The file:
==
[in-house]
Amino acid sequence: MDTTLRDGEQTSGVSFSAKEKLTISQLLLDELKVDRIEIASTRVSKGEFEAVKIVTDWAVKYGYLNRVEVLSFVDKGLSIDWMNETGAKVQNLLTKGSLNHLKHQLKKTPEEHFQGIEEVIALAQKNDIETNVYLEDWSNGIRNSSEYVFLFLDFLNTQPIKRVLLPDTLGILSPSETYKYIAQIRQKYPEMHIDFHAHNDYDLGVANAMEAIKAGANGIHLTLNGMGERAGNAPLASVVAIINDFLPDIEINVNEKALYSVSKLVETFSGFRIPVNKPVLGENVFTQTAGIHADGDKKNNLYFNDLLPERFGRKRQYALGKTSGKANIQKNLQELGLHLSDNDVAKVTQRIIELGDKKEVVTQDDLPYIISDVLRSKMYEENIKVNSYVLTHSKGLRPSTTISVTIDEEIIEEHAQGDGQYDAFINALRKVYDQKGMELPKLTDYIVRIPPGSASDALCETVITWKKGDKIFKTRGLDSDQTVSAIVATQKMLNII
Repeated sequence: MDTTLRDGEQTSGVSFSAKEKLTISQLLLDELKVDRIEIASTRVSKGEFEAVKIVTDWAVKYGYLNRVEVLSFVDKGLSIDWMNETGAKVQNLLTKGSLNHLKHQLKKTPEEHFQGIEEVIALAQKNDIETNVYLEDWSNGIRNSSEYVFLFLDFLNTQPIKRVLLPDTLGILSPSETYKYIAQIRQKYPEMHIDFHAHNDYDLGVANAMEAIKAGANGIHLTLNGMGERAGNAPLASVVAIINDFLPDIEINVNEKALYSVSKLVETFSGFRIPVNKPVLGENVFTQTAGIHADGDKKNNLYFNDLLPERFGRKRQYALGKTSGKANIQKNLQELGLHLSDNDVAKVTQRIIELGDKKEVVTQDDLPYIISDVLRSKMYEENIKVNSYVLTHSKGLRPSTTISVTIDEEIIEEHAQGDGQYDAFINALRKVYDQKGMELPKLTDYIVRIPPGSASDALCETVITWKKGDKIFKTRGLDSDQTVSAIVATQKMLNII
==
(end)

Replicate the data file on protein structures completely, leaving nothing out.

[in-house]
Amino acid sequence: MDTTLRDGEQTSGVSFSAKEKLTISQLLLDELKVDRIEIASTRVSKGEFEAVKIVTDWAVKYGYLNRVEVLSFVDKGLSIDWMNETGAKVQNLLTKGSLNHLKHQLKKTPEEHFQGIEEVIALAQKNDIETNVYLEDWSNGIRNSSEYVFLFLDFLNTQPIKRVLLPDTLGILSPSETYKYIAQIRQKYPEMHIDFHAHNDYDLGVANAMEAIKAGANGIHLTLNGMGERAGNAPLASVVAIINDFLPDIEINVNEKALYSVSKLVETFSGFRIPVNKPVLGENVFTQTAGIHADGDKKNNLYFNDLLPERFGRKRQYALGKTSGKANIQKNLQELGLHLSDNDVAKVTQRIIELGDKKEVVTQDDLPYIISDVLRSKMYEENIKVNSYVLTHSKGLRPSTTISVTIDEEIIEEHAQGDGQYDAFINALRKVYDQKGMELPKLTDYIVRIPPGSASDALCETVITWKKGDKIFKTRGLDSDQTVSAIVATQKMLNII
Repeated sequence: MDTTLRDGEQTSGVSFSAKEKLTISQLLLDELKVDRIEIASTRVSKGEFEAVKIVTDWAVKYGYLNRVEVLSFVDKGLSIDWMNETGAKVQNLLTKGSLNHLKHQLKKTPEEHFQGIEEVIALAQKNDIETNVYLEDWSNGIRNSSEYVFLFLDFLNTQPIKRVLLPDTLGILSPSETYKYIAQIRQKYPEMHIDFHAHNDYDLGVANAMEAIKAGANGIHLTLNGMGERAGNAPLASVVAIINDFLPDIEINVNEKALYSVSKLVETFSGFRIPVNKPVLGENVFTQTAGIHADGDKKNNLYFNDLLPERFGRKRQYALGKTSGKANIQKNLQELGLHLSDNDVAKVTQRIIELGDKKEVVTQDDLPYIISDVLRSKMYEENIKVNSYVLTHSKGLRPSTTISVTIDEEIIEEHAQGDGQYDAFINALRKVYDQKGMELPKLTDYIVRIPPGSASDALCETVITWKKGDKIFKTRGLDSDQTVSAIVATQKMLNII